Almost nine years after the century's worst nuclear crisis - which by some counts has eclipsed Chernobyl in total radioactive emissions - nearly a thousand storage tanks are scattered across the Fukushima No. 1 nuclear power plant, holding a staggering 1.1 million tons of treated water used to keep its melted reactor cores cool while they rust in the sun.
Plant manager Tokyo Electric Power Company Holdings Inc., or Tepco, plans to build more of the gigantic tanks to hold another 0.27 million tons, which is roughly the equivalent of 108 Olympic-size swimming pools. The new tanks are expected reach full capacity in four or five years. Each tank takes seven to 10 days to fill and holds between 1,000 to 1,200 tons of liquid, Tepco officials told reporters during a tour in February organized by the Japan National Press Club.
In March 2011, Fukushima No. 1 suffered three core meltdowns triggered by tsunami following the Great East Japan Earthquake, but the situation with the tanks indicates that Tepco has yet to get the facility under control.
“Space isn’t a big issue at this point in time, but five or 10 years from now, after we’ve started removing the melted fuel debris, we’re going to need facilities to store and preserve it,” Akira Ono, president of Fukushima No. 1 Decontamination and Decommissioning Engineering Co., a Tepco unit overseeing the decommissioning process, said at a news conference in January.
The water issue is eating up both space and resources, but a solution is unlikely to emerge anytime soon.
In November 2018, the International Atomic Energy Agency published a report that said the physical constraints of the site “leave little room for additional tanks” beyond what Tepco has allocated. The IAEA report went on to say it believes storing tainted water in “above ground tanks . . . can only be a temporary measure while a more sustainable solution is needed” and a “decision on the disposition path should be taken urgently.”
Worse, beyond 2020 Tepco has not allocated any additional space for holding treated water on the site and has no plans to do so at this time as a viable long-term sustainability plan remains elusive. The utility said the tanks will likely become a headache if they remain at the plant. “At that point, we may need to rethink how we’re using the space,” Ono said.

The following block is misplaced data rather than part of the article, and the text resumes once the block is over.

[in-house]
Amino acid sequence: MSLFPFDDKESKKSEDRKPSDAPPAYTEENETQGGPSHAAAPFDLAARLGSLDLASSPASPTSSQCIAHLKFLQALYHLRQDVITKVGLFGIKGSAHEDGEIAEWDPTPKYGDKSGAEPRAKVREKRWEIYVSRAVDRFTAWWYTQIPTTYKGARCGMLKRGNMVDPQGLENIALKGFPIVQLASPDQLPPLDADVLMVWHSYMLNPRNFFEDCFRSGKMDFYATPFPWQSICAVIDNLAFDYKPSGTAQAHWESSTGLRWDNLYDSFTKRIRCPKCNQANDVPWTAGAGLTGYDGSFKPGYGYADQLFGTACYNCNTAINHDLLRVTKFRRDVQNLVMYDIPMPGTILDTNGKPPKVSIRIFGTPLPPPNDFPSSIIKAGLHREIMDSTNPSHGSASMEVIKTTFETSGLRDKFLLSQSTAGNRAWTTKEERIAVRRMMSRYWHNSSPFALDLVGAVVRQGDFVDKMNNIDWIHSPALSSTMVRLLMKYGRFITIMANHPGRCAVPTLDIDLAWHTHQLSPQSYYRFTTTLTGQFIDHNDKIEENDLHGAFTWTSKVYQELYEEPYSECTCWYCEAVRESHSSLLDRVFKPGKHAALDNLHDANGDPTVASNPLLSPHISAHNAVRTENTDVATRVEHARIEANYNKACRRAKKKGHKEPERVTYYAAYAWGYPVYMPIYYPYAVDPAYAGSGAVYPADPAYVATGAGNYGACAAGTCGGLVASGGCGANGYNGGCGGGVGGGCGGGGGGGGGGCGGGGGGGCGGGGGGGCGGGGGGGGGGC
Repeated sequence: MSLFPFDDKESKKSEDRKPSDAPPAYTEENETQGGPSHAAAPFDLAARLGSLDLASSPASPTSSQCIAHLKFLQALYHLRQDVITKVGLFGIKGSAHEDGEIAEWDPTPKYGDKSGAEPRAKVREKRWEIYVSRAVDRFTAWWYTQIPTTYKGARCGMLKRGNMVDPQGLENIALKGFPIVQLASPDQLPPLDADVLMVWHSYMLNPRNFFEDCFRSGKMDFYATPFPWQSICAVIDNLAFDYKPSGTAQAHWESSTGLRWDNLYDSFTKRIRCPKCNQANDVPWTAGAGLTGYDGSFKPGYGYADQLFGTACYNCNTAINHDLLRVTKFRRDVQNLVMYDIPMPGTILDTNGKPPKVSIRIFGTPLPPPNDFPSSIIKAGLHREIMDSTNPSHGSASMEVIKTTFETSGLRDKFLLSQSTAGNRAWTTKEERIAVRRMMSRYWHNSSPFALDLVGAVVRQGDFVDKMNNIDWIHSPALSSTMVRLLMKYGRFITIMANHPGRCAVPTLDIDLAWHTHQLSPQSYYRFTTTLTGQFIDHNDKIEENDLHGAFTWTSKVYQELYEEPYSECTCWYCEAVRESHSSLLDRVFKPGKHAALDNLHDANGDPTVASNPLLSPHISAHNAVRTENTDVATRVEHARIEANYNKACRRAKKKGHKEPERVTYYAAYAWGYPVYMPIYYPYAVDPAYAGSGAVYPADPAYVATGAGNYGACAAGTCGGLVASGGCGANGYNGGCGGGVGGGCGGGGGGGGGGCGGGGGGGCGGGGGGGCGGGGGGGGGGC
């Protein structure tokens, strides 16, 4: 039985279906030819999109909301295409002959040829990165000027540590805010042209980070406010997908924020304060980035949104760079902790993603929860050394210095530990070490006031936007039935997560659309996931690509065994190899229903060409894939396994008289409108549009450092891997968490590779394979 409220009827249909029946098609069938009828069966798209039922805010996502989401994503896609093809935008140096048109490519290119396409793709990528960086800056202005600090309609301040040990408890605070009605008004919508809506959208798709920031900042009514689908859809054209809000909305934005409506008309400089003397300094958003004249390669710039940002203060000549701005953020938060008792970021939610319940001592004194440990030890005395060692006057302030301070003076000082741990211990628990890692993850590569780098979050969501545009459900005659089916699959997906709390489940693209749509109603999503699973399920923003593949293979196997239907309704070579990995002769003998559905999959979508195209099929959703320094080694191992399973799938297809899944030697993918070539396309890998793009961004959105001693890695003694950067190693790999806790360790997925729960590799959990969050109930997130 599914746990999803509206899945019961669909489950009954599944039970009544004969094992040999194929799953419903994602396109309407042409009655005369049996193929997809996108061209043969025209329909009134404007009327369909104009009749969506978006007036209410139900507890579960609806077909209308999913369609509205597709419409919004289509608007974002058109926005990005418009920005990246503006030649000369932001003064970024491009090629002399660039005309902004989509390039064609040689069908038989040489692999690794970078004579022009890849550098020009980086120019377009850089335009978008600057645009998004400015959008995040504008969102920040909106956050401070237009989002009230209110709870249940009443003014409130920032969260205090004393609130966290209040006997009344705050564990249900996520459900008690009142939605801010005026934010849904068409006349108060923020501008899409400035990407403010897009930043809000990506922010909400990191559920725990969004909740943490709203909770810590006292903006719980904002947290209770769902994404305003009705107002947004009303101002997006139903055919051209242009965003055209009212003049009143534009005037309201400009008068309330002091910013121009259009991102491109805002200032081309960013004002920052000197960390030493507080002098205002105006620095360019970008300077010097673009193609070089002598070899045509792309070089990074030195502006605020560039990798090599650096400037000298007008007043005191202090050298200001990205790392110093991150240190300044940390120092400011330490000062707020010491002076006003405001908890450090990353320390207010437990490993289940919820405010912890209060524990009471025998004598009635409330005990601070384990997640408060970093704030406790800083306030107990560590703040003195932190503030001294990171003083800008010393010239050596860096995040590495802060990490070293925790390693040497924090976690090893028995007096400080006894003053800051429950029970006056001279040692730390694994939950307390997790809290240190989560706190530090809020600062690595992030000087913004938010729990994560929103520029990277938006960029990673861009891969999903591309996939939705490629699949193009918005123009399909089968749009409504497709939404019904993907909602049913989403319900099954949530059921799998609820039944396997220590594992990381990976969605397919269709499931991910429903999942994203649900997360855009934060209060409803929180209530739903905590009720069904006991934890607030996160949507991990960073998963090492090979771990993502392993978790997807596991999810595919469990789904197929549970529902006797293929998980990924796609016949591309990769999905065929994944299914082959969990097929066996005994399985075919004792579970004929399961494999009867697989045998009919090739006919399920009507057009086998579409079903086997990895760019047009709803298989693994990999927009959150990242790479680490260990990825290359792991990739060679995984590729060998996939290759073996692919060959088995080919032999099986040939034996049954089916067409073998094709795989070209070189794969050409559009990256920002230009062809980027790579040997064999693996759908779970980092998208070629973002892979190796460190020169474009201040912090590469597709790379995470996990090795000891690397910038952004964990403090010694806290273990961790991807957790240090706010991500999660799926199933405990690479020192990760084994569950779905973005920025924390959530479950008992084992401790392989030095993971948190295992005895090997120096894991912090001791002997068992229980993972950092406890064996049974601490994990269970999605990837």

Yet even though Japan has failed to propose any credible, long-term plan of how to dispose of the aftermath of the 2011 nuclear power plant catastrophe, it is already looking beyond that mere "triviality", and as the Nikkei reports, Japan's prefecture of Fukushima, which was devastated during the 2011 earthquake and nuclear disaster, is looking to transform itself into a renewable energy hub.
A plan is under way to develop 11 solar power plants and 10 wind power plants in the prefecture, on farmlands that cannot be cultivated anymore due to radioactive fallout from the 2011 disaster, as well as on mountainous areas from where population outflows continue.
The total cost is expected to be in the ballpark of 300 billion yen, or $2.75 billion, until the fiscal year ending in March 2024.
The government-owned Development Bank of Japan and private lender Mizuho Bank are among a group of financiers that have prepared a line of credit to support part of the construction cost. Ultimately, we are confident that the Bank of Japan will be called in to monetize the "green new debt."
In theory, the maximum power output from the new hub is estimated to be about 600 megawatts, or roughly two-thirds of a nuclear power plant. The produced electricity will be sent to the Tokyo metropolitan area which was impacted by the Fukushima 1 explosion.
The plan also envisions the construction of an 80-km wide grid within Fukushima to connect the generated power with the power transmission network of Tokyo Electric Power Co. That part of the project is expected to cost 29 billion yen.
And while we applaud Japan's vision, we wonder if instead of spending billions on its own version of a "green new deal", the money wouldn't be better spent on at least coming up with some plan that at least ensures that Fukushima won't be the source of an unprecedented leak of radioactivity into the ocean once the current plan for containing the fallout is no longer feasible, especially since the 2020 Tokyo summer Olympics are scheduled to take place a mere 240 kilometers from the worst nuclear disaster since Chernobyl.